Saturday, 22 February 2020

Down the River Unto the Sea, by Walter Mosley.

           Walter Mosley has a huge body of work to his name and, as always, I have been shamefully ignorant of his accomplishments until now:  his stand-alone novel featuring brilliant, world-weary and jaded Afro/American Private Investigator Joe King Oliver follows all the rules of classic crime fiction as laid down by Dashiel Hammett, Raymond Chandler et al, but lends a 21st century perspective to crimes and corruption as old as civilisation itself.
            Joe wasn’t always a PI;  he used to be a hot-shot, ambitious Detective in the New York Police Department, until he was mercilessly framed by anonymous colleagues:  he was unwittingly getting too close to some of their horrifying scams and he needed to be removed from the scene.  This involved luring Joe into the embrace of a beautiful, supposedly wronged woman whom he was sent to arrest and he was videoed by hidden cameras used to provide ‘evidence’ when she screamed RAPE.  He was incarcerated for several months in the infamous Rikers prison;  his wife could have bailed him out, but was shown the ‘rape’ video by colleagues supposedly meant to be his friends;  now his marriage is in ruins;  he is irreparably damaged by his time in Rikers, not to mention physically scarred and, if it hadn’t been for one of his old work mates who set him up as a PI, he would be on the streets:  his life is one big grudge – except for the existence of his teenage daughter, literally the light of his life.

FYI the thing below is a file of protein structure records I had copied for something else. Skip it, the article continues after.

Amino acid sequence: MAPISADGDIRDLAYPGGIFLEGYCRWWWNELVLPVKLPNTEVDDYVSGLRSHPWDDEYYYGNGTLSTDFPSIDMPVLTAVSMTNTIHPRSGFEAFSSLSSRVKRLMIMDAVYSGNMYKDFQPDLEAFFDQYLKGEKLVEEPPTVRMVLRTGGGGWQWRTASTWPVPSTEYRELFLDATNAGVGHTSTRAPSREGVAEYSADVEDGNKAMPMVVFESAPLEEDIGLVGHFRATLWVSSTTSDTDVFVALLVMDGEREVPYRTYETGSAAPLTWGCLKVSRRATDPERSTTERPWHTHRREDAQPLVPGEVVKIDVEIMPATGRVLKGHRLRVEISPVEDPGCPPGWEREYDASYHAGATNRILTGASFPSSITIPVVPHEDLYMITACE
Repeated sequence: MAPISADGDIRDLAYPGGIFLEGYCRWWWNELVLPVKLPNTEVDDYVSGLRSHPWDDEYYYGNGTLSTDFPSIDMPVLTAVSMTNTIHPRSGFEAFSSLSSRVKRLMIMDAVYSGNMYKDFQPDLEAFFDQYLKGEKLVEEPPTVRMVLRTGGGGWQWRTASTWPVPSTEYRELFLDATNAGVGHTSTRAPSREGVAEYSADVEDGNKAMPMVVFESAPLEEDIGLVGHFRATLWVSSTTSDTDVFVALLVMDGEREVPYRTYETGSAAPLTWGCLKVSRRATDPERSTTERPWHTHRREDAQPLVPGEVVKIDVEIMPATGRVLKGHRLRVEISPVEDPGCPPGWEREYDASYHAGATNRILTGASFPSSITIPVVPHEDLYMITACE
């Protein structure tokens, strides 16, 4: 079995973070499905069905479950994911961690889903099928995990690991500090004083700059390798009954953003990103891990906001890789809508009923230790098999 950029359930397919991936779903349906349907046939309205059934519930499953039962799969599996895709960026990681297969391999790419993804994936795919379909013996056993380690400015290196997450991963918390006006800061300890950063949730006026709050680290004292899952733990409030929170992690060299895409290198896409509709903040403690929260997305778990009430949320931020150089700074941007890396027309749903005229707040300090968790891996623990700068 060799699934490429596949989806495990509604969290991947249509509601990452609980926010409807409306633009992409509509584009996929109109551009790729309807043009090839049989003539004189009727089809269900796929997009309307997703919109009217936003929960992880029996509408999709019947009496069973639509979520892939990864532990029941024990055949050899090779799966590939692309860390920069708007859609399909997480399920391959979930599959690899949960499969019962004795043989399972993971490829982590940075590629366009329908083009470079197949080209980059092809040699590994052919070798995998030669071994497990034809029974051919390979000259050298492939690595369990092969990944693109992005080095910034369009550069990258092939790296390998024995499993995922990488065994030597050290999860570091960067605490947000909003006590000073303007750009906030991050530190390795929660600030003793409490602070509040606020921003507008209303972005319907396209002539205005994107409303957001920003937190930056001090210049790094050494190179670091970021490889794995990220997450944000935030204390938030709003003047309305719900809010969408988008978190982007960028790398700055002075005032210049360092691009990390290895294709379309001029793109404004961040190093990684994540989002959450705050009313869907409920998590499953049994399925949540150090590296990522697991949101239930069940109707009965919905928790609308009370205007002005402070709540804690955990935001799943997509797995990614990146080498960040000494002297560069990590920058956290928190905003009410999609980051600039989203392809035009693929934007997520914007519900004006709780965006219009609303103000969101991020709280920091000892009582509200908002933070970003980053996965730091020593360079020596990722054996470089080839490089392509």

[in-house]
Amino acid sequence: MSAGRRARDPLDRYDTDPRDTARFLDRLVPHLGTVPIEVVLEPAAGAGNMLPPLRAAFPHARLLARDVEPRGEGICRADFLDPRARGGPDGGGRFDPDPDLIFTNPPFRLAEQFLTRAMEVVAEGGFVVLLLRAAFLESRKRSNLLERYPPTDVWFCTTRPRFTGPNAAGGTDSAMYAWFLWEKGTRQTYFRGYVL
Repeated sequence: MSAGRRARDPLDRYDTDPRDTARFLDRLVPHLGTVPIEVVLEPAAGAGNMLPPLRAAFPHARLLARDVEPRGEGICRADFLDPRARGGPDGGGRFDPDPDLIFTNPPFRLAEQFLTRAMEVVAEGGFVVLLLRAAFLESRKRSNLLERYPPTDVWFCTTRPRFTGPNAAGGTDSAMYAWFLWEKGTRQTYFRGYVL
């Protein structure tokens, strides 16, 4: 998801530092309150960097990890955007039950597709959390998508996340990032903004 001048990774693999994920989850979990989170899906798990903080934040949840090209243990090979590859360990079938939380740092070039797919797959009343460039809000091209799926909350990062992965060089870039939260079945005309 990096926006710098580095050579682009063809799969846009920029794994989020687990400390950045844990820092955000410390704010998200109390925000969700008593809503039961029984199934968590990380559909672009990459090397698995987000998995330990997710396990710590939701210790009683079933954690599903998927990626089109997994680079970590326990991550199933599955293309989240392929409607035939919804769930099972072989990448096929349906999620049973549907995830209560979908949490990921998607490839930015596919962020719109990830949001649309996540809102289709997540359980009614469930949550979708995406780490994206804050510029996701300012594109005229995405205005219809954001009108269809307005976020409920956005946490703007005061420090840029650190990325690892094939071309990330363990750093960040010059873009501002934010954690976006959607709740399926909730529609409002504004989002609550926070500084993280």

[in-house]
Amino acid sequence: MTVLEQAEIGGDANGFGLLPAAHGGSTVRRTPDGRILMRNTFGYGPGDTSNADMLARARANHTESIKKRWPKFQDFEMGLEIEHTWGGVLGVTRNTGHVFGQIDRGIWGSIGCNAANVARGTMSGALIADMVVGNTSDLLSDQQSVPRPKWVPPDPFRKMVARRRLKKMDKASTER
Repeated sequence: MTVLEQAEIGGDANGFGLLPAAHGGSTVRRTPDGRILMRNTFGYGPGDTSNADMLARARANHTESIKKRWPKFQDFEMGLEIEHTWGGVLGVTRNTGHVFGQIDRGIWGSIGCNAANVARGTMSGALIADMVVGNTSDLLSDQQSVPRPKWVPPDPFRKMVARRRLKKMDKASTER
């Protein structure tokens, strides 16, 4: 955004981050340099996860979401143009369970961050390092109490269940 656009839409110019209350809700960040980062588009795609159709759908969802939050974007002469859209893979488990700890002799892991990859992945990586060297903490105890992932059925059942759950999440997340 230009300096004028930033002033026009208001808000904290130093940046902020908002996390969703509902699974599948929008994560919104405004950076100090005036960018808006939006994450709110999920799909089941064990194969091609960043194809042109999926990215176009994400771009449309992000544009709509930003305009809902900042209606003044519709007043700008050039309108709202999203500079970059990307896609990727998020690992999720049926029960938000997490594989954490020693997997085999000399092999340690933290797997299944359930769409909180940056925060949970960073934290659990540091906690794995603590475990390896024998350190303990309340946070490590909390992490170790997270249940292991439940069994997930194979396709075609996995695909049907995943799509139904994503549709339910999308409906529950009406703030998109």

She works for him after school as his receptionist and one afternoon ushers in a young woman on a mission:  Willa is a lawyer who has recently been working for attorney Stuart Braun, who has been crusading with great fanfare to free black radical activist Leonard Compton.  Compton killed two police officers he said were drugging and trafficking young, poor women and he is now on Death Row, but Braun’s zeal and enthusiasm to appeal for justice seems to have waned:  he is no longer interested in the case.  Could Joe read through the files she has brought and consider finding out what happened to make Braun lose interest?
            And Joe does, embarking on a dangerous, almost fatal journey to dig through layers of corruption so thick he thinks he’ll never reach the bottom – until he does, starts to ascend and realises that he’s climbing into the heights of wealth, gentility – and power. 
            Mr Mosley’s story is well-constructed, smart, funny and peopled with great characters, including a spectacularly evil man who is thoroughly engaging and charges Joe a dollar for all the mayhem he alone can create (he owes Joe a favour from long ago).  For lovers of Crime Noir (and there are so many of us) he cain’t be beat!  FIVE STARS.      

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